Fracking is set to lead to a sharp rise in emissions of climate changing greenhouse gases, newly undermining industry and government claims that shale gas is a relatively clean fuel that can help combat global warming, an authoritative new study reveals.
On Thursday, the United States and Canada agreed to cut methane emissions from the oil and gas industry by almost half.Full Story
Temperatures across the planet soared again last month, setting a new heat record with the warmest February since modern records began, the National Oceanic and Atmospheric Administration said Thursday.
"The globally averaged temperature over land and ocean surfaces for February 2016 was the highest for the month of February in the NOAA global temperature dataset record, which dates back to 1880," said a NOAA statement.Full Story
European Union renewable energy targets may have increased greenhouse gas emissions because the dirtiest biofuels produce three times the emissions of diesel oil, according to the most complete EU analysis yet carried out.Full Story
Simply implementing its Paris climate conference commitments on reducing greenhouse gas emissions could save the US billions of dollars – and save hundreds of thousands of lives.
LONDON, 13 March, 2015 − Scientists have worked out how the US could save as many as 300,000 lives by 2030, and get a tenfold return on its investments at the same time.Full Story
It could be a key to unlocking a mystery about the world’s climate: a piece of ice so old it formed when ice ages were more frequent, about a million years ago. It may even give scientists insight into what is happening now, as the planet warms. But first they have to find it.
This won’t be as easy as picking up a hammer and knocking a few chips off a block. First, they need an ice core that allows them to see changes in the atmosphere over time. Cores are 4 to 5 inches (10 to 13 centimeters) in diameter and stretch for almost 2 miles (3 kilometers) when all the pieces are laid end to end, said Ed Brook, a professor of earth, ocean and atmospheric sciences at Oregon State University in Corvallis. And the oldest ones retrieved to date are 800,000 years old.Full Story
With the stroke of Gov. Kate Brown's signature Friday, Oregon became the first state to eradicate coal from its power supply through legislation and now boasts some of the most stringent demands for renewable energy among its state peers.
The new law will wipe out coal-generated energy in phases through 2030 and requires utilities to provide half of customers' power with renewable sources by 2040, doubling the state's previous standard.Full Story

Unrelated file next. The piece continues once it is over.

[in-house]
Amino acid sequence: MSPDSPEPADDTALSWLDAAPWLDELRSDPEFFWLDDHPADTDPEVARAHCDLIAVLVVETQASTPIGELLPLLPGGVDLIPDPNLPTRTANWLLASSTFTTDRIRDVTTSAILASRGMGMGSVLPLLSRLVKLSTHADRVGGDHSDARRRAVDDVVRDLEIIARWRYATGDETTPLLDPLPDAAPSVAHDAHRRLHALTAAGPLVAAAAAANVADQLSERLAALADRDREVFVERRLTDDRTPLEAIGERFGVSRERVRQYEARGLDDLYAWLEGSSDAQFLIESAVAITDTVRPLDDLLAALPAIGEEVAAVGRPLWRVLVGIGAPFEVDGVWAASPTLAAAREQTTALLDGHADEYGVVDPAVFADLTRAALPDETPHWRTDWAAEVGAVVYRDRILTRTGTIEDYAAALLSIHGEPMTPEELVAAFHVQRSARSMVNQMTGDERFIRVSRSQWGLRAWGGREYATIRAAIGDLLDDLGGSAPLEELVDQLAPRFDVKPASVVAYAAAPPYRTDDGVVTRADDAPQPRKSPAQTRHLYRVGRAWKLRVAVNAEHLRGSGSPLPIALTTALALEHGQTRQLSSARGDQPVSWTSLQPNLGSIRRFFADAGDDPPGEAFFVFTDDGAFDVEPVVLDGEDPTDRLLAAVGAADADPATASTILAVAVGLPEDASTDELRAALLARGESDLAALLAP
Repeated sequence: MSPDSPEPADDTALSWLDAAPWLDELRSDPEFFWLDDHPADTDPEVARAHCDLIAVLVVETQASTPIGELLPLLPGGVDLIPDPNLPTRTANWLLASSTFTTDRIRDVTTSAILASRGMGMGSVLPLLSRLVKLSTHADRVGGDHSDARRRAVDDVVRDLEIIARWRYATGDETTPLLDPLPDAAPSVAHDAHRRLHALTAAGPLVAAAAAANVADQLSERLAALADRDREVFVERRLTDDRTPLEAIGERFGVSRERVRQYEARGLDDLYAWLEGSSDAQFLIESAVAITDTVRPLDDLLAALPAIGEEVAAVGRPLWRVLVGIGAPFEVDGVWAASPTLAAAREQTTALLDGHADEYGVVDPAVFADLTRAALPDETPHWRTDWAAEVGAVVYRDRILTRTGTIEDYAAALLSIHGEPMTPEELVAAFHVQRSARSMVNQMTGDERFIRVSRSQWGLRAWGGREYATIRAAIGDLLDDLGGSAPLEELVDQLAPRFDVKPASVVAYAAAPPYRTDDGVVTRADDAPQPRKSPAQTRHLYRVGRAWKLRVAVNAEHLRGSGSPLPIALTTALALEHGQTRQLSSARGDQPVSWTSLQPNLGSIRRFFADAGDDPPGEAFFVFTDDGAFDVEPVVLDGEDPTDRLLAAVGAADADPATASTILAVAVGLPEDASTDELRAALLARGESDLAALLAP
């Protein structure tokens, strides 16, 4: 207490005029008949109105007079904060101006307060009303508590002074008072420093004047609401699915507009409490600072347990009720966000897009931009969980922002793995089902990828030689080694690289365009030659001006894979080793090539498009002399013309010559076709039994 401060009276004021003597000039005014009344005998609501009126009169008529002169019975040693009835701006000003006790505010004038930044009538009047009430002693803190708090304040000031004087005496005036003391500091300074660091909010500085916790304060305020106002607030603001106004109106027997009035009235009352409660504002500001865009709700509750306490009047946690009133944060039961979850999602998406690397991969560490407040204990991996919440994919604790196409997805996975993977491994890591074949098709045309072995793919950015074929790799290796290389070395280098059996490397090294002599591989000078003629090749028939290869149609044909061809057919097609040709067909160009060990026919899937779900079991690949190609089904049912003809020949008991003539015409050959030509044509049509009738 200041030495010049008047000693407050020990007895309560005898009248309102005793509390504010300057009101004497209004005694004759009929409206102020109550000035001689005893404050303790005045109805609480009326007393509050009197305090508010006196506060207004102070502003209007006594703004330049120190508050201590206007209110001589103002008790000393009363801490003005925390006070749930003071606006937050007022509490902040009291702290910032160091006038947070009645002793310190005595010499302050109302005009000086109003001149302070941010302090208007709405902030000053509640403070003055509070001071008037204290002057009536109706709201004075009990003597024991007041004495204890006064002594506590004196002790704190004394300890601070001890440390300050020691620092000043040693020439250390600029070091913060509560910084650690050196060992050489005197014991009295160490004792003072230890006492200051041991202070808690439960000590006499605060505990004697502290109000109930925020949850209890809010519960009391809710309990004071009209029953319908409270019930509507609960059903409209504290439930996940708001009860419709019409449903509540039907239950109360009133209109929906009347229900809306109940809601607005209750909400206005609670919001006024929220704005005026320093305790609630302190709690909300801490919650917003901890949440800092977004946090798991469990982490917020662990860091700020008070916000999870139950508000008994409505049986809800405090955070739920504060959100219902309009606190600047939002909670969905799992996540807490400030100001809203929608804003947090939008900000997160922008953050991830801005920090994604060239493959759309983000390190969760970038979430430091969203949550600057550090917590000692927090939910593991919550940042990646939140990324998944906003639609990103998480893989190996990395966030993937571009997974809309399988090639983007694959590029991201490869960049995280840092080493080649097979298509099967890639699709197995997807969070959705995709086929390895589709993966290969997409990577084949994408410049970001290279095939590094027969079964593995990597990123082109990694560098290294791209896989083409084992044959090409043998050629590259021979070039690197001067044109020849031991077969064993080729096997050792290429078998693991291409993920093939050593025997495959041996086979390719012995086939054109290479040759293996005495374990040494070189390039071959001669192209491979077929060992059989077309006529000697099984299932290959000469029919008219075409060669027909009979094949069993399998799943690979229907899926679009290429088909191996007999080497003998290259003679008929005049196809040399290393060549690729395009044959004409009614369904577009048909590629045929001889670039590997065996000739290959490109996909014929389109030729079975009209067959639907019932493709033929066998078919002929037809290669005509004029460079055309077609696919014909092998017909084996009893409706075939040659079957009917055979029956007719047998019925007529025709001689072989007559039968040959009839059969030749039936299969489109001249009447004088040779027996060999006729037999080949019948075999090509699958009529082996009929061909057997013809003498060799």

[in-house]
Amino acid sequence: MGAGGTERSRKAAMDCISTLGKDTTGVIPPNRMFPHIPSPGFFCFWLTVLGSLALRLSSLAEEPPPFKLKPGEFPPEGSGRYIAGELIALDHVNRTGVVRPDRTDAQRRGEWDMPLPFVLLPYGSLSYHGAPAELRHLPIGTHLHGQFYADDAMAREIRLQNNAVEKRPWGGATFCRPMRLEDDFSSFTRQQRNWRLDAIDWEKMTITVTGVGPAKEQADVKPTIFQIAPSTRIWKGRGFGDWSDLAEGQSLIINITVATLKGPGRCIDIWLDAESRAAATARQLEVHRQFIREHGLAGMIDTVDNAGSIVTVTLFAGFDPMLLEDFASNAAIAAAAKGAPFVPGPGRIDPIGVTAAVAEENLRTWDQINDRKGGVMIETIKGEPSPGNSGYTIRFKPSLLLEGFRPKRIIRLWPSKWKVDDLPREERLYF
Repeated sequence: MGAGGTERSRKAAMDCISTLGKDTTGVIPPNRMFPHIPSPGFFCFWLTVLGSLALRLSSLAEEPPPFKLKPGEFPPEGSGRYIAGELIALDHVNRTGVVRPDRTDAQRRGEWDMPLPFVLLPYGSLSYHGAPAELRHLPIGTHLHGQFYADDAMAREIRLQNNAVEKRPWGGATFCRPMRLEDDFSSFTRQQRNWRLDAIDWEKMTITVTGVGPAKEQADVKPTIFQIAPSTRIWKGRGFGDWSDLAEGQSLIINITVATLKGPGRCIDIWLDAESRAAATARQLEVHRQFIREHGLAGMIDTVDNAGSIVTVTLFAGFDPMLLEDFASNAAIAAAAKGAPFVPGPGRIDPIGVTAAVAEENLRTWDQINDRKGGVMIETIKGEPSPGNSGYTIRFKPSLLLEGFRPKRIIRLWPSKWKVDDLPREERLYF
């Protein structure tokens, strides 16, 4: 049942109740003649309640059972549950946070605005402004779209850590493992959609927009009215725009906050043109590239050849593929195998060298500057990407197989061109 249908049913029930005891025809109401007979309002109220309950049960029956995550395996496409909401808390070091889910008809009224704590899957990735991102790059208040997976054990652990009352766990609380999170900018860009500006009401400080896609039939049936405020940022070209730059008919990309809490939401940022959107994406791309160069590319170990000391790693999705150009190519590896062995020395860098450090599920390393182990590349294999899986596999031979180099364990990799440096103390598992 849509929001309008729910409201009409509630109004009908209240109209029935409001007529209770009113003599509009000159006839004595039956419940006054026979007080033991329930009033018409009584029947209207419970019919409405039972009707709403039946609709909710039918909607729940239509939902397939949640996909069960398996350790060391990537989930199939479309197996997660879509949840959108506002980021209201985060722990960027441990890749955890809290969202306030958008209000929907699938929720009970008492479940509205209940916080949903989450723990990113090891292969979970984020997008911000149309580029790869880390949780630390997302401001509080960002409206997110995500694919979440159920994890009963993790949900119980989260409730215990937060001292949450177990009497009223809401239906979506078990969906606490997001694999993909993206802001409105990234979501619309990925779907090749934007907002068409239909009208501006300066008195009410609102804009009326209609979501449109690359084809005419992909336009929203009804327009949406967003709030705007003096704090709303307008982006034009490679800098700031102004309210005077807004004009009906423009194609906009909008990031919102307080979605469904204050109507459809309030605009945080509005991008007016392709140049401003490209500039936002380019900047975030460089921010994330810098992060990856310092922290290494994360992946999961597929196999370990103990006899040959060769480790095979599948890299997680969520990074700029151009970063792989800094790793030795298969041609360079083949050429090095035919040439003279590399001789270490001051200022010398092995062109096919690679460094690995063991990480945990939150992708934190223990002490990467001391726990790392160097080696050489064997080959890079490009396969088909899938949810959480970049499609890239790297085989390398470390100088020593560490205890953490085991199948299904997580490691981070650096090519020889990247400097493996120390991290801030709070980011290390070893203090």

Rising sea levels driven by climate change could upend the lives of more than 13 million Americans by the end of the century, according to a study released Monday.
If global warming lifts oceans 1.8 meters (six feet) by 2100, as some scientists forecast in worst-case scenarios, 13.1 million people living in U.S. coastal areas will become vulnerable to flooding and storm surges, the study said.Full Story
One in four deaths worldwide are due to environmental factors like air, water and soil pollution, as well as unsafe roads and workplace stress, the World Health Organization (WHO) said Tuesday.
An estimated 12.6 million people died in 2012 as a result of living and working in unhealthy environments, 23 percent of all deaths reported globally, according to the new study.Full Story
Increasing Canada's contribution to international peacekeeping, the fight against climate change and advocacy for women's rights are on the agenda for Prime Minister Justin Trudeau's visit to the United Nations, his office said Monday.
His visit to U.N. headquarters in New York on Wednesday comes one month after Secretary General Ban Ki-moon praised Ottawa's renewed engagement on the world stage.Full Story
Climate change could kill more than 500,000 people a year globally by 2050 by making their diets less healthy, according to new research published in the Lancet.
The research is the first to assess how the impacts of global warming could affect the quality of the diets available to people and found fewer fruit and vegetables would be available as a result of climatic changes. These are vital in curbing heart disease, strokes and diet-related cancers, leading the study to conclude that the health risks of climate change are far greater than thought.Full Story